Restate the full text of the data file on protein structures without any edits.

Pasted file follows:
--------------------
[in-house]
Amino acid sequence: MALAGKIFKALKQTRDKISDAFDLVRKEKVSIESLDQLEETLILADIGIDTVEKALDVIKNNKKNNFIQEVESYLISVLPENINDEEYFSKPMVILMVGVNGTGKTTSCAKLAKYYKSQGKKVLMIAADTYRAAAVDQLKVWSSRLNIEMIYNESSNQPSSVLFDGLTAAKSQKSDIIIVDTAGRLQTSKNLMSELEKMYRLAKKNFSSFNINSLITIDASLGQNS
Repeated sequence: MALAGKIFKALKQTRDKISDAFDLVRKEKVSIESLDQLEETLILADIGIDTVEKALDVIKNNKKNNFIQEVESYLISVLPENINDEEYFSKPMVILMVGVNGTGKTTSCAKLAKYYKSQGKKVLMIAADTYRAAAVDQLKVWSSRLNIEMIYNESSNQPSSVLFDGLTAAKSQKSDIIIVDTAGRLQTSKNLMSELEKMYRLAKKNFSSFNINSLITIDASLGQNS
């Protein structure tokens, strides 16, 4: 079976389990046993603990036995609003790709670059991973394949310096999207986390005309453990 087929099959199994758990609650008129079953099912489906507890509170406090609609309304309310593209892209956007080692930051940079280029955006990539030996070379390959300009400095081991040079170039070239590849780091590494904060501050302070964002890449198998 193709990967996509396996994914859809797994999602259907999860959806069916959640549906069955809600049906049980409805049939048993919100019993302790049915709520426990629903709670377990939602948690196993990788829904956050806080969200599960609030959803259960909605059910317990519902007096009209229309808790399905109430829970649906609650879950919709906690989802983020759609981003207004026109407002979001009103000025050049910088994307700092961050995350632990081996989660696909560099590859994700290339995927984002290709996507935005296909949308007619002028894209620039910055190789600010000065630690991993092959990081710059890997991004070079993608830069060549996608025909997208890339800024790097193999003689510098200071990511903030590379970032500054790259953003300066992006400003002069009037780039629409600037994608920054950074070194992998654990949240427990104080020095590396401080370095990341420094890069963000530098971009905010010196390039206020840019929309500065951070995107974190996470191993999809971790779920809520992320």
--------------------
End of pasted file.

[in-house]
Amino acid sequence: MALAGKIFKALKQTRDKISDAFDLVRKEKVSIESLDQLEETLILADIGIDTVEKALDVIKNNKKNNFIQEVESYLISVLPENINDEEYFSKPMVILMVGVNGTGKTTSCAKLAKYYKSQGKKVLMIAADTYRAAAVDQLKVWSSRLNIEMIYNESSNQPSSVLFDGLTAAKSQKSDIIIVDTAGRLQTSKNLMSELEKMYRLAKKNFSSFNINSLITIDASLGQNS
Repeated sequence: MALAGKIFKALKQTRDKISDAFDLVRKEKVSIESLDQLEETLILADIGIDTVEKALDVIKNNKKNNFIQEVESYLISVLPENINDEEYFSKPMVILMVGVNGTGKTTSCAKLAKYYKSQGKKVLMIAADTYRAAAVDQLKVWSSRLNIEMIYNESSNQPSSVLFDGLTAAKSQKSDIIIVDTAGRLQTSKNLMSELEKMYRLAKKNFSSFNINSLITIDASLGQNS
């Protein structure tokens, strides 16, 4: 079976389990046993603990036995609003790709670059991973394949310096999207986390005309453990 087929099959199994758990609650008129079953099912489906507890509170406090609609309304309310593209892209956007080692930051940079280029955006990539030996070379390959300009400095081991040079170039070239590849780091590494904060501050302070964002890449198998 193709990967996509396996994914859809797994999602259907999860959806069916959640549906069955809600049906049980409805049939048993919100019993302790049915709520426990629903709670377990939602948690196993990788829904956050806080969200599960609030959803259960909605059910317990519902007096009209229309808790399905109430829970649906609650879950919709906690989802983020759609981003207004026109407002979001009103000025050049910088994307700092961050995350632990081996989660696909560099590859994700290339995927984002290709996507935005296909949308007619002028894209620039910055190789600010000065630690991993092959990081710059890997991004070079993608830069060549996608025909997208890339800024790097193999003689510098200071990511903030590379970032500054790259953003300066992006400003002069009037780039629409600037994608920054950074070194992998654990949240427990104080020095590396401080370095990341420094890069963000530098971009905010010196390039206020840019929309500065951070995107974190996470191993999809971790779920809520992320």